Kawasaki disease: What you need to know about the illness potentially linked to coronavirus in children


A mysterious illness that’s affecting children and could be linked to the coronavirus has left officials alarmed and searching for answers as infections increase.

Doctors are referring to the condition that has hospitalised dozens of children as “pediatric multisystem inflammatory syndrome,” and health officials believe it could be linked to coronavirus.

Three children have died because of it in New York, Gov. Andrew Cuomo said Saturday.

New York is investigating if the cases contradict the belief that children are less at risk for coronavirus and what other hospitals should look out for, Cuomo said.

Here is what you need to know:

What are the symptoms?

Paediatric multisystem inflammatory syndrome doesn’t show the hallmarks of coronavirus in the children who have been diagnosed, Cuomo said.

It presents symptoms similar to Kawasaki disease and toxic shock syndrome.

Kawasaki disease causes inflammation in the walls of the arteries and can limit blood flow to the heart.

It produces a high temperature lasting over five days, a rash, swollen neck glands, cracked lips, swelling of hands and feet, and redness in both eyes.

Children under age five are most commonly affected; and while it can be deadly, it is treatable.

File image of a child in the Infectious Diseases Department in Russia.
File image of a child in the Infectious Diseases Department in Russia. Credit: Valery Sharifulin/Valery Sharifulin/TASS

Kawasaki is a leading cause of acquired heart disease in the United States, with complications that include coronary artery enlargement and aneurysms, according to the Centers for Disease Control and Prevention.

Toxic shock syndrome, meanwhile, is caused by a toxin produced by some forms of staphylococcus bacteria and involves fever, shock and problems with several body organs, according to the US National Library of Medicine.

The difference in symptoms could be attributed to pediatric multisystem inflammatory syndrome being a second phase of the coronavirus illness, paediatrician Dr. Glenn Budnick said on CNN Newsroom Saturday.

“Your immune system is overreacting to the virus, and because these are inflammatory diseases, this overreaction can cause a Kawasaki-like disease,” Budnick said.

How widespread are the infections?

New York state’s health department is studying the cases of 85 children, Cuomo said Sunday.

Most of them tested positive for coronavirus or had positive antibody tests.

Elsewhere, Seattle has reported a case in a healthy teenager who developed shock symptoms that sent him to the intensive care unit, according to CNN affiliate KIRO.

Stock image of a mother applying hand sanitizer to her daughter’s hands.
Stock image of a mother applying hand sanitizer to her daughter’s hands. Credit: Getty Images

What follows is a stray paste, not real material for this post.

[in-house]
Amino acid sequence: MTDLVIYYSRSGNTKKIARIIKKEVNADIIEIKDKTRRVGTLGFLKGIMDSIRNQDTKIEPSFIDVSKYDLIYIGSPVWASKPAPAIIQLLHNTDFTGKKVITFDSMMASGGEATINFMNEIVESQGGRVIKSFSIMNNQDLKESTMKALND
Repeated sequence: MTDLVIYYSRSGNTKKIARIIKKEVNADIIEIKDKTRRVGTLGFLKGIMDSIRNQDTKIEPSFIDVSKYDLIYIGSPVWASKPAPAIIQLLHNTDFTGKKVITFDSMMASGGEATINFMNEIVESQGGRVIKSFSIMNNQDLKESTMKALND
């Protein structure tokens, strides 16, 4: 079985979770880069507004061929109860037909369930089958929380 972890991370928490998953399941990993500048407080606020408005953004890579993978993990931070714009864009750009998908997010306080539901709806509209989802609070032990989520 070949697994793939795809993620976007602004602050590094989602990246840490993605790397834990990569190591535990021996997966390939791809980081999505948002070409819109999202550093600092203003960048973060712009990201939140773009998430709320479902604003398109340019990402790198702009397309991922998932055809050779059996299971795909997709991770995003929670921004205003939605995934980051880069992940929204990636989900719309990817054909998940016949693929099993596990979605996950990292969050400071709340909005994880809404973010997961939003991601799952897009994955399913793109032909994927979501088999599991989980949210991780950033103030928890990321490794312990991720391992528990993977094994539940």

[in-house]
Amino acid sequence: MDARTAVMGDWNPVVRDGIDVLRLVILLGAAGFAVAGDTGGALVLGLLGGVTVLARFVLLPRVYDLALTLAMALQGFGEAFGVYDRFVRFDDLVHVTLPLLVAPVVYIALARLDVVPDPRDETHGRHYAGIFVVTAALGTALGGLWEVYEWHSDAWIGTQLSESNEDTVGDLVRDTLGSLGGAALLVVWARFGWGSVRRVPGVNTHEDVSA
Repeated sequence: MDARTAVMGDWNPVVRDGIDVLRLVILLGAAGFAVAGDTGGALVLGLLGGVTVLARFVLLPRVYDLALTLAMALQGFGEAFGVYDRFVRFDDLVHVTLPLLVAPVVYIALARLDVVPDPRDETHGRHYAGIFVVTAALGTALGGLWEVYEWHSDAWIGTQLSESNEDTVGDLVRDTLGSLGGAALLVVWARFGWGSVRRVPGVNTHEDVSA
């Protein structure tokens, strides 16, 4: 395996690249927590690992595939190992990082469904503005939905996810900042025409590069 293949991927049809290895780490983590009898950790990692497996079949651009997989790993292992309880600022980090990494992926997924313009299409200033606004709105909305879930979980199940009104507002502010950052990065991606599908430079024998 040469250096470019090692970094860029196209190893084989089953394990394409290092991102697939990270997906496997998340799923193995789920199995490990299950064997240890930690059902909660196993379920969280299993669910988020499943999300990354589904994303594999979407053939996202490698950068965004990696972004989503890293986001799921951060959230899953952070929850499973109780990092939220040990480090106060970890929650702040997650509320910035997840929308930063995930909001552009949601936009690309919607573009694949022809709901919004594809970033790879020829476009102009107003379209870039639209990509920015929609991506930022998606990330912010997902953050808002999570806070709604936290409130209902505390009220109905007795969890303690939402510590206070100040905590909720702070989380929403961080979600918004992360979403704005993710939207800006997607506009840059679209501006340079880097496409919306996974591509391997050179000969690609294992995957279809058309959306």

A team at Stanford Children’s Hospital in California has also reported a case.

Similar cases have been reported internationally.

A small number of children in the United Kingdom have recently become ill with the rare syndrome that could be linked to coronavirus, pediatric specialists said.

File image of posters drawn by children are displayed in support of the NHS in a building near St Thomas' Hospital on April 09, 2020, in London, England.
File image of posters drawn by children are displayed in support of the NHS in a building near St Thomas' Hospital on April 09, 2020, in London, England. Credit: Justin Setterfield/Getty Images

Cases like those have been reported in Italy and Spain as well.

Abdominal pain, gastrointestinal symptoms and cardiac inflammation are common in those cases, UK experts said.

What are officials saying?

While cases remain only in the dozens, Cuomo is urging vigilance.

“It’s still very much a situation that is developing, but it is a serious situation,” Cuomo said.

New York’s Department of Health is communicating with the CDC and federal officials over the cases, and the CDC has asked the state to develop national criteria so the healthcare professionals around the nation know what to look for, he said.

File image of Admissions Department chief Anna Babayan accompanies a child to do a CT scan in an Infectious Diseases Centre in Russia.
File image of Admissions Department chief Anna Babayan accompanies a child to do a CT scan in an Infectious Diseases Centre in Russia. Credit: Valery Sharifulin/Valery Sharifulin/TASS

To understand the situation better, the department of health is working with the New York Genome Center and Rockefeller University to conduct a genome and RNA sequencing study, Cuomo said.

The potential risk for children comes at a time of heightened anxiety as coronavirus has killed more than 79,000 people nationwide.

“We were labouring under the impression that young people were not affected by COVID-19,”

“We’re not so sure that that is the fact anymore,” Cuomo said.

(Source)


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